Tony Robinson denies being a ‘critical b*****d’ while blasting history lessons in schools
Sir Tony Robinson, 75, has spoken on his concern over how history is being taught in school, as he spoke on how “that kind of education” is disappearing “fast” from the curriculum. The Blackadder star said he and his co-stars from the 1980s sitcom knew “a lot” about the First World War, but these days the comedian feels that knowledge is dying out.
Speaking on the inspiration behind Blackadder Goes Forth, he shared: “The First World War comedy in which I played Private Baldrick to Rowan Atkinson’s Captain Edmund Blackadder, didn’t appear from nowhere.
“It came out of education – and I fear that kind of education is disappearing fast. Ben Elton, who co-wrote it, knew a lot about the First World War, and so did Hugh Laurie.
“Stephen Fry, of course, knows something about every war that’s ever been fought in the world, and probably most other worlds, too.
“But since we made it, in 1989, the vision of what should be taught in schools and universities has contracted – and that’s a real problem, because if a country doesn’t know its history, it’s likely to repeat its mistakes… it’s to the country’s detriment that most of these wars aren’t routinely taught in British schools,” he added.
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The star admitted he knows people will think he is “critical” in his view but worries that if schoolchildren are not informed about past wars, it could be a worry for the future.
He continued to Radio Times: “I know people will think, ‘Robinson would say this stuff, because he’s a critical little b*****d’ – but I don’t say it as someone who doesn’t care about my country.
“I love it. But a nation needs to understand the truth about itself. And you can only get that through knowing your history.”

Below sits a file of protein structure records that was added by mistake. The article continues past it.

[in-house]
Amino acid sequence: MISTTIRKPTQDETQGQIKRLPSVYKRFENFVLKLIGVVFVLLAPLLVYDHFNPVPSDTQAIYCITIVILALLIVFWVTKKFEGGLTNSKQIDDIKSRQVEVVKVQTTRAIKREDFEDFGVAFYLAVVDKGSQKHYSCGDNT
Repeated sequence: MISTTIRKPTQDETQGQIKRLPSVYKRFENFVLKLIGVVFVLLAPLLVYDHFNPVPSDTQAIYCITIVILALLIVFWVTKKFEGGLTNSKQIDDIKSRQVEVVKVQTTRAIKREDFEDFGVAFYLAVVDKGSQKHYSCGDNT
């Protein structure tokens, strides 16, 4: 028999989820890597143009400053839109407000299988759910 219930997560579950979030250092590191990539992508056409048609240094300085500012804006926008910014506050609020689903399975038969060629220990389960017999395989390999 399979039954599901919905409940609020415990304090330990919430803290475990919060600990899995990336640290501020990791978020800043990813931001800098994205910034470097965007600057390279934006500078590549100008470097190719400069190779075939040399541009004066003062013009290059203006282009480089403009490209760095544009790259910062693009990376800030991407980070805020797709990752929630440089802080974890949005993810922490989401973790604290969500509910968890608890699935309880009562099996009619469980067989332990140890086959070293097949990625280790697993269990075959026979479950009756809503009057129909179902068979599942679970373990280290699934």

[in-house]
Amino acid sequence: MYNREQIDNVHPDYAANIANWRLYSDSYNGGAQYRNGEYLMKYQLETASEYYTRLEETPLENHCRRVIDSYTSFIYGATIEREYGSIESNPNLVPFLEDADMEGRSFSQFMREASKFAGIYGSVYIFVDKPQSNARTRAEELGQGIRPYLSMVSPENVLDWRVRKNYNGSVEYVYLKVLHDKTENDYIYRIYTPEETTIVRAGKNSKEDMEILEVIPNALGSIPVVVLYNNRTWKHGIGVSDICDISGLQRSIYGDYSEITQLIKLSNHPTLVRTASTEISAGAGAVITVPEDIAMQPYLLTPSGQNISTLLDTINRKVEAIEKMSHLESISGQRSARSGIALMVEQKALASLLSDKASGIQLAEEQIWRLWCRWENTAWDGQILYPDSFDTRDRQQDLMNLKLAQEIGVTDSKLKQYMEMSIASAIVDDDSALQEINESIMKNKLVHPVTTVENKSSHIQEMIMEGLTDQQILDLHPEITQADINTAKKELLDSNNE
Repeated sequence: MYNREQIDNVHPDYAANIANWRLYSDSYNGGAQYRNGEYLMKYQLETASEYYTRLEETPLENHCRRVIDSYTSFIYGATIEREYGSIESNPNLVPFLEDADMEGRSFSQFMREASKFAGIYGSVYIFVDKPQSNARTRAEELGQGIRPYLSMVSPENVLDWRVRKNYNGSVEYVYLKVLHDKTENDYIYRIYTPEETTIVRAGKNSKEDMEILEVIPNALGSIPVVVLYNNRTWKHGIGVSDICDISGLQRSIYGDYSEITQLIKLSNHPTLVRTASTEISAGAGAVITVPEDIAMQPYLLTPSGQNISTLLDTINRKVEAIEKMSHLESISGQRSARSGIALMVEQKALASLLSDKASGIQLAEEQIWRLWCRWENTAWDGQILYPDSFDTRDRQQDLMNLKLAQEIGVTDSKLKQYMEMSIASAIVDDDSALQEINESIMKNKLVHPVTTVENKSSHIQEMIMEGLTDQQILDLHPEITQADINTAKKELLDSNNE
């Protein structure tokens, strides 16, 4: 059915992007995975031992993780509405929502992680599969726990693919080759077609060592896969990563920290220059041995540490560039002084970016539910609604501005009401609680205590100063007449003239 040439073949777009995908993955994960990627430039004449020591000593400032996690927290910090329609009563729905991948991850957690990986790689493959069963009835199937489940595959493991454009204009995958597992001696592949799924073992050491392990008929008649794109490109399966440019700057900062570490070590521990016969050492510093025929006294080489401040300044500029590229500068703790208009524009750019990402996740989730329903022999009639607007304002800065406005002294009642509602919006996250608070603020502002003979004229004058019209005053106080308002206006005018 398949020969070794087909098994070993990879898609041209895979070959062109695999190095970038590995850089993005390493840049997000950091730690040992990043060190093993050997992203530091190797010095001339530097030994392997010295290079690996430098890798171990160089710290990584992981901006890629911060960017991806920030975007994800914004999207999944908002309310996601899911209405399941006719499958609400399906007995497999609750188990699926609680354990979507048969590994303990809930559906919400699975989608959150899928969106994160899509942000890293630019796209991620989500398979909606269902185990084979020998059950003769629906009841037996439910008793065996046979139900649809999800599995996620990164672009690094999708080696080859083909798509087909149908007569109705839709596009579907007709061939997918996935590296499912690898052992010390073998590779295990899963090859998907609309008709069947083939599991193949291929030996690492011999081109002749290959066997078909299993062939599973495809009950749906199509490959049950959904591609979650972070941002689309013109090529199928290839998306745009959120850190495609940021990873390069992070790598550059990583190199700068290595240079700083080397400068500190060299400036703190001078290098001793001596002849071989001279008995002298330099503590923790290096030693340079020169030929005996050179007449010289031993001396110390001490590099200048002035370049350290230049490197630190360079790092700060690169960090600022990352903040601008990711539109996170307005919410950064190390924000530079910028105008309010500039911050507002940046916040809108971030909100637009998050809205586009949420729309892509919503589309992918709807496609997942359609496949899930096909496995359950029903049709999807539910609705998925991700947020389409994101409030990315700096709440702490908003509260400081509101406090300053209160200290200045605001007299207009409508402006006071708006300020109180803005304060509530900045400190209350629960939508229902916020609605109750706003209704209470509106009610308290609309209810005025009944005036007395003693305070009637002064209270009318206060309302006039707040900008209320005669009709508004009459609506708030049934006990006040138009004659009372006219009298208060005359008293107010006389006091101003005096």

Tony Robinson returned to our screens this week in his latest TV documentary, Channel 4’s Britain’s Forgotten Wars.
And in 2016, a trip to the Loose Woman sofa yielded up some interesting facts, reports the Mirror Online.
The presenter was surrounded by the Loose Women panel and almost seemed lost for words when his second wife’s age was brought up by Stacey Solomon.
Quizzed by Janet Street-Porter, Stacey Solomon, June Sarpong and Ruth Langsford, Tony stuttered as Stacey asked if his wife was actually younger than his daughter from his first marriage.
Flagging the 35-year age gap, Stacey couldn’t stop herself from saying: “Oh! She’s young. Not that you’re old”.
She continued: “Isn’t it right that she’s younger than your daughter?”
Tony, who has two children from his previous marriage to Mary Shepherd, 37-year-old daughter Laura and 40-year-old son Luke, clearly looked uncomfortable.
The Baldrick actor said: “Next question.”
While the audience had a chuckle, he nodded and admitted that his wife was indeed younger than his daughter
When asked how his daughter reacted to it, Tony insisted: “She’s absolutely cool about it. Everybody’s been cool about it.”
Britain’s Forgotten Wars airs on Channel 4 Saturday, October 2, at 8pm.
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